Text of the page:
A woman wearing a protective face mask walks past stacks of toilet paper for sale in the Tsuen Wan district of Hong Kong
A woman wearing a protective face mask walks past stacks of toilet paper for sale in the Tsuen Wan district of Hong Kong AFP / Philip FONG

HSBC pushed back on a proposal by top shareholder Ping An Insurance Group Co of China to split the lender, a move Europe's biggest bank said would be costly, while posting profits that beat expectations and promising chunkier dividends.

London-headquartered HSBC's comments on Monday represent its most direct defence yet since news of Ping An's proposal for carving out the lender's Asian operations broke in April. It comes ahead of HSBC's meeting with shareholders in Hong Kong on Tuesday where the Chinese insurer's proposal will be discussed.

And in moves that pleased investors, HSBC raised its target for return on tangible equity, a key performance metric, to at least 12% from next year versus a 10% minimum flagged earlier. It also vowed to revert to paying quarterly dividends from early 2023.

HSBC's shares rose 6% in early London trade on Monday, the highest since end-June.

"We have sympathy for Ping An and all our shareholders that our performance has not been where it needed to be for the last 10 years," Chief Executive Noel Quinn, who has run the bank for more than two years, told analysts.

Asia is HSBC's biggest profit centre, with the region's share of the lender's profit rising to 69% in the first half from 64% a year ago.

Without directly referencing Ping An by name in its earnings presentation earlier on Monday, HSBC said a break-up would mean a potential long-term hit to the bank's credit rating, tax bill and operating costs, and bring immediate risks in executing any spinoff or merger.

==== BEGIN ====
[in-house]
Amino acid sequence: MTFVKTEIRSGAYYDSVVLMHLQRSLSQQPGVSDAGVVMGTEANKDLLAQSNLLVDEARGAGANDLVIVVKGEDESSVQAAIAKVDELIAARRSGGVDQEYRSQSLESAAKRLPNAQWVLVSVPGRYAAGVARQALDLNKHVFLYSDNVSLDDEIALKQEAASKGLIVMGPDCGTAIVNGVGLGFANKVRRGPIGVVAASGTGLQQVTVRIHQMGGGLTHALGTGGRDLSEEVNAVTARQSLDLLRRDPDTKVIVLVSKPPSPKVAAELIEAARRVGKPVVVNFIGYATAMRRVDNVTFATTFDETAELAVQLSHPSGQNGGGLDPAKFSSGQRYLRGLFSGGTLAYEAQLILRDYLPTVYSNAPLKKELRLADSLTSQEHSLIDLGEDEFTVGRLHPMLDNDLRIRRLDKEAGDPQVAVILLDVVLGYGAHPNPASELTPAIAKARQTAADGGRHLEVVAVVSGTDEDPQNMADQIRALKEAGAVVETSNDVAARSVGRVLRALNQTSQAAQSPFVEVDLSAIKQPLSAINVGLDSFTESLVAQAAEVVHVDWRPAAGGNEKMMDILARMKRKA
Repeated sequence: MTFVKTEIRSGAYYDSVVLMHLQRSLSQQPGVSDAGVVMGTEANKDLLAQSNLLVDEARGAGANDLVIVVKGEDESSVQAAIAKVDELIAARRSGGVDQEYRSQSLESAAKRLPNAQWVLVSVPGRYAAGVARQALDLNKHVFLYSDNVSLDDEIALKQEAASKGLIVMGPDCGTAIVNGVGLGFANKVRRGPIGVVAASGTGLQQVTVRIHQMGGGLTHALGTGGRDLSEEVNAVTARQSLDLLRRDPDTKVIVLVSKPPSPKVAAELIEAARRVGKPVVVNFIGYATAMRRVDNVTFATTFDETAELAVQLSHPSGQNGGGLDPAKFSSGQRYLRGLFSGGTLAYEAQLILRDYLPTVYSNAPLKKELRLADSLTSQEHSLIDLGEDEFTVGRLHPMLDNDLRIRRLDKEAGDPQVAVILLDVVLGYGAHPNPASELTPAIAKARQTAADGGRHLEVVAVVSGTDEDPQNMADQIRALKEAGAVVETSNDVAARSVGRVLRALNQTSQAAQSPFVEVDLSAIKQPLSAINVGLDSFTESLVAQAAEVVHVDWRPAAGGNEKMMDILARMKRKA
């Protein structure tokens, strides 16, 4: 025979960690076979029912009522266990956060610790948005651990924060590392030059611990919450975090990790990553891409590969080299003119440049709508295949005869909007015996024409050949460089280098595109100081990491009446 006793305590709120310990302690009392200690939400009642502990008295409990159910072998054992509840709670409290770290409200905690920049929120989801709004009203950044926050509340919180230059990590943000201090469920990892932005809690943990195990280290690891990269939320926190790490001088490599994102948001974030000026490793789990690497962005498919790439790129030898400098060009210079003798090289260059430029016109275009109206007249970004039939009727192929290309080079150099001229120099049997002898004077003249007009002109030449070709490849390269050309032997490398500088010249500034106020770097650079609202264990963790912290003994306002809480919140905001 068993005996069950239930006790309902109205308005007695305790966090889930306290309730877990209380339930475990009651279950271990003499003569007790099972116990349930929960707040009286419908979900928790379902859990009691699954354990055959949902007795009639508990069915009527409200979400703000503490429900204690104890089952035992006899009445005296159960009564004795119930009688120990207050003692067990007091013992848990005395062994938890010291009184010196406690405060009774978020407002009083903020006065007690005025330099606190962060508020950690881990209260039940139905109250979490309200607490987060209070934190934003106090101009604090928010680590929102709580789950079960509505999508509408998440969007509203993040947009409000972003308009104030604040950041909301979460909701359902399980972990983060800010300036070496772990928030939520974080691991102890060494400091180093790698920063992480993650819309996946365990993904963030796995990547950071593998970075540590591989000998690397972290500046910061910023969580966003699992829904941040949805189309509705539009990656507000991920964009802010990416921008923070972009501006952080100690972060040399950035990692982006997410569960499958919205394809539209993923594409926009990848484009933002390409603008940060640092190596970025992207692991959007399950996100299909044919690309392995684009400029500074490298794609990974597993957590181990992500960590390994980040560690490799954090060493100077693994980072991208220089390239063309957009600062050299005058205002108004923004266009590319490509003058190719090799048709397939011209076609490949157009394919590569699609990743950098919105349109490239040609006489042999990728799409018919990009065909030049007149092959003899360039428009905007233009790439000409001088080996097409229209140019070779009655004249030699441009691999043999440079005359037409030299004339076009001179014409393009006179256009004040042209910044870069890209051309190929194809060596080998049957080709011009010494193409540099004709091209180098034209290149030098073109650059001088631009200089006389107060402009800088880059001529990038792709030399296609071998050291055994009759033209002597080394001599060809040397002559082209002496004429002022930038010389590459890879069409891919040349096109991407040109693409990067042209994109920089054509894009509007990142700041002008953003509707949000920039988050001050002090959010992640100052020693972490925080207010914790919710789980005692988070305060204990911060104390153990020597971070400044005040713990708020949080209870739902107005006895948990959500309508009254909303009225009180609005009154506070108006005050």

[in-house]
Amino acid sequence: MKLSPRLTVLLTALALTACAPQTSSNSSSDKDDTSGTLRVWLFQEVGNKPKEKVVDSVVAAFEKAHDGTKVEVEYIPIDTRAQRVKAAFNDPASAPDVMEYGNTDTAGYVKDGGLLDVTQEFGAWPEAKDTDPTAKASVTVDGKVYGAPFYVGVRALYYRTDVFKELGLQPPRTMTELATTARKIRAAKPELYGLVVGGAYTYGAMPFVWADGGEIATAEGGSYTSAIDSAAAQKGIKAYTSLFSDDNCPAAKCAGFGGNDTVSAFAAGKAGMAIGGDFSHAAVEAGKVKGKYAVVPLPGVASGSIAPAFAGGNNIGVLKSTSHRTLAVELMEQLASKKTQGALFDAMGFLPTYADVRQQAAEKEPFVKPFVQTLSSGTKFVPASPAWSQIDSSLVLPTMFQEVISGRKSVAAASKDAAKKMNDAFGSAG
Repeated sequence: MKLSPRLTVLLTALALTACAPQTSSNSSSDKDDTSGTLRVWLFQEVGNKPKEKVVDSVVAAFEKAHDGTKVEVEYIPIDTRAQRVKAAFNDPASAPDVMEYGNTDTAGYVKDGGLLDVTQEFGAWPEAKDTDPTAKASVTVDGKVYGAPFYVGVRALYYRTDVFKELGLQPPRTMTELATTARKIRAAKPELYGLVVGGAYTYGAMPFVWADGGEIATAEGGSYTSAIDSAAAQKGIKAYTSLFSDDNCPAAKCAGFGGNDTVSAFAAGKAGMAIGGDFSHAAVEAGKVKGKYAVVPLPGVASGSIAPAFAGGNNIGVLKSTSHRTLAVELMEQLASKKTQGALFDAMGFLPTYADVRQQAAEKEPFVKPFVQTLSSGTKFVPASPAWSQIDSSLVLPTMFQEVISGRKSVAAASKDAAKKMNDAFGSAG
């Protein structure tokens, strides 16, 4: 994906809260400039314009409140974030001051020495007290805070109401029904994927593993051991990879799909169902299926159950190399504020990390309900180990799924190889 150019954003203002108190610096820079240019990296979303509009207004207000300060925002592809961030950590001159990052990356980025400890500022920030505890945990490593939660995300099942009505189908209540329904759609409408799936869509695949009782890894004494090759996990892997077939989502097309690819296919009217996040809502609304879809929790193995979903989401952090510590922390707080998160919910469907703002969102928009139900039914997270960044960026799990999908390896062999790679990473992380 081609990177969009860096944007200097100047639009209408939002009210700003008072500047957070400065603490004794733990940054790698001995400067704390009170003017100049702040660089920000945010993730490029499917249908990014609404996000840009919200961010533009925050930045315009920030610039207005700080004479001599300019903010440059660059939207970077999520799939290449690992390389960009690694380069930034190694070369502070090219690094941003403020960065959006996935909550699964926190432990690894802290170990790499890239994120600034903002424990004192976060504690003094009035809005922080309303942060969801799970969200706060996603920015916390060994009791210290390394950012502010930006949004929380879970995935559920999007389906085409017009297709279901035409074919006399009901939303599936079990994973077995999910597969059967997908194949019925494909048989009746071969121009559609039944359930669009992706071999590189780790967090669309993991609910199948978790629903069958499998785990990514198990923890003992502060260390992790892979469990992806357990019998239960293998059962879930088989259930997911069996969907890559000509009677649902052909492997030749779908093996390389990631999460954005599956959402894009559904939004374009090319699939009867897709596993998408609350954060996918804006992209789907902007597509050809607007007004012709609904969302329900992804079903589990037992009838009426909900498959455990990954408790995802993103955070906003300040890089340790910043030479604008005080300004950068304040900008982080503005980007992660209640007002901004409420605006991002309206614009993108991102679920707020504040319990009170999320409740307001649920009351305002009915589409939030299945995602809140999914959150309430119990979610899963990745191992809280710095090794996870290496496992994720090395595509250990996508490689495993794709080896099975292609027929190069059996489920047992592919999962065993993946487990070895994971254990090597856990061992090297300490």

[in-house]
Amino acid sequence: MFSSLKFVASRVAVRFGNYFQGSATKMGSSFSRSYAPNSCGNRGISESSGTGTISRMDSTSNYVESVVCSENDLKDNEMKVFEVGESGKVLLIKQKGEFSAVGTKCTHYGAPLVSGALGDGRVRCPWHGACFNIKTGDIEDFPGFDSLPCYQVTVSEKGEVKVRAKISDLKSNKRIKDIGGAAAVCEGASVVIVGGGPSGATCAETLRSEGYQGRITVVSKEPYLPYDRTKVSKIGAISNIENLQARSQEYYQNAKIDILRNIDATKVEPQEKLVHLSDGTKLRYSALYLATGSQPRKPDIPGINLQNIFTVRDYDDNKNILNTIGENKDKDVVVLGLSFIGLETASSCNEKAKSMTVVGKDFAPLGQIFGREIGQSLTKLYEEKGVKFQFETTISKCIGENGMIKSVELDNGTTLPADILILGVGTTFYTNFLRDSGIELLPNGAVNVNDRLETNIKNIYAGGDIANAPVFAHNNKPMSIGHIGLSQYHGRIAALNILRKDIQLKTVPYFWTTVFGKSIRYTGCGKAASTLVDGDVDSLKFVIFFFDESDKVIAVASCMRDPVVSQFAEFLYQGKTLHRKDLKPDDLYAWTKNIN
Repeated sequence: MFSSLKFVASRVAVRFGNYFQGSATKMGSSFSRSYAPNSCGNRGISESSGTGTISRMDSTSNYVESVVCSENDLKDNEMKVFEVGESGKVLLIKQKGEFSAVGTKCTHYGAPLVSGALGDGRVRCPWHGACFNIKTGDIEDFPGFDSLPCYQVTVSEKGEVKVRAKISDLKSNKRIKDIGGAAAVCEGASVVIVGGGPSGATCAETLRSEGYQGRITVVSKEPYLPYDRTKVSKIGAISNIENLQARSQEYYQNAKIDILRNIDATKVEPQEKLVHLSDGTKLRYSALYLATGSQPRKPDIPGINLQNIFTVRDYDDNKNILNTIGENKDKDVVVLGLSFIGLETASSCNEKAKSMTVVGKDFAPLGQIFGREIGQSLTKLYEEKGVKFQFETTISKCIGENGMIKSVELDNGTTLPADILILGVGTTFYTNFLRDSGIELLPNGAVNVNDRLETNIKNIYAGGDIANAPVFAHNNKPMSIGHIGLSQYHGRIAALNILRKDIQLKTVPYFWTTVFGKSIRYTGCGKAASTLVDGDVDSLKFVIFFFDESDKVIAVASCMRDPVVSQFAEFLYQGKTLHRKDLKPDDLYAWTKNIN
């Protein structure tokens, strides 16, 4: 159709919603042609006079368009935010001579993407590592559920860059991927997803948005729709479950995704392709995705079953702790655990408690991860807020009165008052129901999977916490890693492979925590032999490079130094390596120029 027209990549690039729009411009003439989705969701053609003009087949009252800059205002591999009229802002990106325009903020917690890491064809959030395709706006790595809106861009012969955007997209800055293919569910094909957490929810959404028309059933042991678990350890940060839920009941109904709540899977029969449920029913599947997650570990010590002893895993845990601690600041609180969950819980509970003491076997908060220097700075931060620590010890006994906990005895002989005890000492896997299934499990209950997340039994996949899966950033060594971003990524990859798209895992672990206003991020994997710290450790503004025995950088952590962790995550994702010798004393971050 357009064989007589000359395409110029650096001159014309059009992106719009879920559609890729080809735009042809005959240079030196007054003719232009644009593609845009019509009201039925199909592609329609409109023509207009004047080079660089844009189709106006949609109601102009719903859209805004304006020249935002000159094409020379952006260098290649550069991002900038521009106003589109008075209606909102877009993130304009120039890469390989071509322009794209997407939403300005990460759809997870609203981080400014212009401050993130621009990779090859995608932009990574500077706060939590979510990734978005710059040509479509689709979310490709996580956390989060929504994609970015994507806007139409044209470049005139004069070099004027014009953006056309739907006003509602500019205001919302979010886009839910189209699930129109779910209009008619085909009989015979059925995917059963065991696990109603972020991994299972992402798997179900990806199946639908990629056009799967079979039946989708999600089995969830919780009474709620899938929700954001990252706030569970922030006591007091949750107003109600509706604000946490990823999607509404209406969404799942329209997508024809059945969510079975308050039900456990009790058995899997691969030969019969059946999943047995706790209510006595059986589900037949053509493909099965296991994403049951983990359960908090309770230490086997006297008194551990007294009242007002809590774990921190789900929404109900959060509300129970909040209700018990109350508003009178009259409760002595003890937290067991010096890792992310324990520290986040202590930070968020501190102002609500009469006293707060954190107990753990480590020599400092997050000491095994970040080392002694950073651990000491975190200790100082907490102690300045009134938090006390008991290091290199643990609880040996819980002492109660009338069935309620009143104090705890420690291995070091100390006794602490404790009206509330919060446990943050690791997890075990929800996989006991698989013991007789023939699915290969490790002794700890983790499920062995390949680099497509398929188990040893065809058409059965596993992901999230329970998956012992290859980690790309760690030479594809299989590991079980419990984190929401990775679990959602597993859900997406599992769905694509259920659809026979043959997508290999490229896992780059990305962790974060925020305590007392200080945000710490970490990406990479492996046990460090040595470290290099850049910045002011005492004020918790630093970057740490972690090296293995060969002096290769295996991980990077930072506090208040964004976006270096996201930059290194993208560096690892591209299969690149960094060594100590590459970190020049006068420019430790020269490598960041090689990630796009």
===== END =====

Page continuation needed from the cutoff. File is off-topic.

"There would be a significant execution risk over a three to five year period when clients, employees and shareholders would all be distracted," Quinn said on the call, regarding the break-up proposal.

Some investors in Hong Kong, HSBC's biggest market, have come out in support of Ping An's proposal. They have been upset after the lender cancelled its payout in 2020.

Quinn said HSBC would aim to restore its dividend to pre-COVID-19 levels as soon as possible.

Discussions with Ping An had been around purely commercial issues, the CEO said, in response to a question from a reporter about whether politics was influencing the Chinese investor's call for the bank to break up.

HSBC has shared the findings of a review by external advisers into the validity of its strategy with its board, but will not publish them externally, Quinn told Reuters.

He said HSBC had published detailed information on its international connectivity and revenue for all its shareholders to understand the value of the franchise and its strategies.

Ping An, which has not confirmed or commented publicly on the break-up proposal, owns around 8.3% of HSBC's equity. A Ping An spokesperson declined to comment on HSBC's results and its strategy.


Last week, Europe's lenders offered some positive surprises on profits.

Dual-listed HSBC followed in their footsteps, posting a pretax profit of $9.2 billion for the six months ended June 30, down from $10.84 billion a year ago but beating the $8.15 billion average estimate of analysts compiled by the bank.

Quinn, under whose leadership HSBC has ploughed billions into Asia to drive growth, said the upgraded profitability guidance represented the bank's best returns in a decade and validated its international strategy.

Instead of the break-up, HSBC will focus on accelerating the restructuring of its U.S. and European businesses, and will rely on its global network to drive profits, the lender said.

Analysts at Citi said the new guidance implied earnings upside for HSBC. "The beat this quarter could result in high single digit consolidated profit before tax upgrades," they said in a report. https://bit.ly/3BwBEXV

HSBC is paying an interim dividend of 9 U.S. cents per share. It also said stock buybacks remain unlikely this year.

It reported a $1.1 billion charge for expected credit losses, as heightened economic uncertainty and rising inflation put more of its borrowers into difficulties.